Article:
A sense of relief has engulfed investors watching the results of the French presidential election’s first round of voting as centrist candidate Emmanuel Macron edged out far-right candidate Marine Le Pen to top spot.
The results will be vindication for polling groups in France after their UK and American counterparts came under fire after the shock results of the Brexit referendum and US election results.
The second round will take place on May 7, pitting new rising star Macron against Le Pen with many commentators expecting a Macron victory. At 39, this would make the centrist candidate the youngest ever president in France’s history and his business-friendly and pro-European policies are expected to boost the country’s stock market.
Fund managers and French asset managers have welcomed Macron’s first round victory but aren’t cracking open the champagne just yet as the second round is still to come.
‘Most observers would expect a solid victory for the more establishment Emmanuel Macron over the far-right Marine Le Pen,’ said David Zahn, head of European fixed income at Franklin Templeton. ‘But if we’ve learned anything from recent political events, it’s to expect the unexpected.
‘The main stakes for the President-elect will be to win a strong majority in French parliamentary elections in June 2017. Until then, there may be continuing fluctuations in financial markets to which we will continue to be attentive.’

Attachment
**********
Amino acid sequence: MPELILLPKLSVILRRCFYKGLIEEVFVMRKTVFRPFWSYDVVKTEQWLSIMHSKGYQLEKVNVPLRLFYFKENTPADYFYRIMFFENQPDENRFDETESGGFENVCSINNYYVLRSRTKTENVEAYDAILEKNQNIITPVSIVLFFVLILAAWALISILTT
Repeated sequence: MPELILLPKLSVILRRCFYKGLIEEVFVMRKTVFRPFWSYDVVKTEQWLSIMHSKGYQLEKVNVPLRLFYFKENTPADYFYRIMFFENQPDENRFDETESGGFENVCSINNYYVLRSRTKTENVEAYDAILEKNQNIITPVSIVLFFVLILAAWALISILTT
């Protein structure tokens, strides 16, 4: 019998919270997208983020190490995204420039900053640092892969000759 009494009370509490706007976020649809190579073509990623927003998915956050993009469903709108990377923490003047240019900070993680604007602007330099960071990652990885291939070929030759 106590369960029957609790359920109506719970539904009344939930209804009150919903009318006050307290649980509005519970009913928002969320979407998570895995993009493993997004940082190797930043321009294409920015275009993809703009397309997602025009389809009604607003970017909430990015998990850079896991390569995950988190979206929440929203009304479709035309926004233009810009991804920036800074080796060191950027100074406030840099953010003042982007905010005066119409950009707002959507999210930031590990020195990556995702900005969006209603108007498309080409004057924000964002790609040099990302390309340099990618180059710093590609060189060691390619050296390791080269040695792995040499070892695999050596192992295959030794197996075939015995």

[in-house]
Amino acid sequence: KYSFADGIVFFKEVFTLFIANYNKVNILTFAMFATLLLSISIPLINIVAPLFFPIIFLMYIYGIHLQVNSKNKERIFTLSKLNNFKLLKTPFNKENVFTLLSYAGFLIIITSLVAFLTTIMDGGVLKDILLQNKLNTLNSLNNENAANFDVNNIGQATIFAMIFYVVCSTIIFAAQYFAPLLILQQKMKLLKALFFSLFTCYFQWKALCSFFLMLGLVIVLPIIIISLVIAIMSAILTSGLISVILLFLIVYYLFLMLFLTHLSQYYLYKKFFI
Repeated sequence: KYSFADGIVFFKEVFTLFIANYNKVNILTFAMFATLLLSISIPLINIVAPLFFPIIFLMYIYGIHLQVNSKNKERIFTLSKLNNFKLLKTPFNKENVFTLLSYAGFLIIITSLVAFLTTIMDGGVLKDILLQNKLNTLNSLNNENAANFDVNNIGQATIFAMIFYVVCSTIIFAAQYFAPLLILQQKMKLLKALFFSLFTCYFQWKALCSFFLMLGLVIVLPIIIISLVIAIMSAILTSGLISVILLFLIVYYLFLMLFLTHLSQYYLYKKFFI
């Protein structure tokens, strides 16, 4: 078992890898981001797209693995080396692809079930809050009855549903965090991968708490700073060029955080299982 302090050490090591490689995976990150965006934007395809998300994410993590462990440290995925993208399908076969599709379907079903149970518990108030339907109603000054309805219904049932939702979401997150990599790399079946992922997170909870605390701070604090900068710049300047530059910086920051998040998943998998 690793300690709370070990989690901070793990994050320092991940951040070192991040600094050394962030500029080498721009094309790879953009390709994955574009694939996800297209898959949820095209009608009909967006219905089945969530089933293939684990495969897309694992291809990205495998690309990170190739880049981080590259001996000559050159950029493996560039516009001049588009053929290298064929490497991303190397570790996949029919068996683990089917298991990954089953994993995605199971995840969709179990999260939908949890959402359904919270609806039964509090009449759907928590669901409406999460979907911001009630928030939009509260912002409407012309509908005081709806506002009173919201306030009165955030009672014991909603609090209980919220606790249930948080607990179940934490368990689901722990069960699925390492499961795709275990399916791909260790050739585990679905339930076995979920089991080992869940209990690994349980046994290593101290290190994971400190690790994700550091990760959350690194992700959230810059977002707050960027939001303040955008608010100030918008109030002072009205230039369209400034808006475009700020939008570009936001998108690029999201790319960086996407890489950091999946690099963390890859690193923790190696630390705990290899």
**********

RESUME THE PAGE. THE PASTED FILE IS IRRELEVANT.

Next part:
For many Macron is likely to struggle to win a majority as he remains a divisive figure in French politics, having never served an elected office in his short political career.
For Amundi’s Philippe Ithurbide, global head of research, there is one main lesson to be taken from the first round result.
‘The major lesson from the presidential election is the elimination of the Frexit [French exit from the European Union] scenario, which is a very important step,’ he said.
‘This positive news should materialize into a positive mood on financial markets. The elimination of extreme scenarios will favor an appreciation of the euro, a decline in OAT [French government bonds]/Bund Spread and an increase in French bonds and equities.'
According to Carmignac’s Didier Saint Georges, a member of the group’s investment committee, the result will led to a short market boost.
‘Many international investors had managed the risk of "extreme outcomes" through optional tools. The unwinding by market makers of these positions will contribute to a short term relief rally,’ said Saint-Georges.
‘Beyond this short term effect, the geographic rotation of equity allocations that was underway from the US to Europe and Emerging markets will be allowed to resume, based on different stages of economic cycle.’
Franklin Templeton’s Zahn goes further saying that a Macron victory on May 7 would likely produce a rally in French government bonds in the short term.
‘However, in the longer term, we think his policies would not be as positive, so therefore that could be negative for French government bonds over time,’ he added.
‘Macron’s pro-EU tendencies would likely be positive for the euro and that also means peripheral government bonds would probably do well should he win. On the other hand, I don’t think German government bonds would probably do as well.’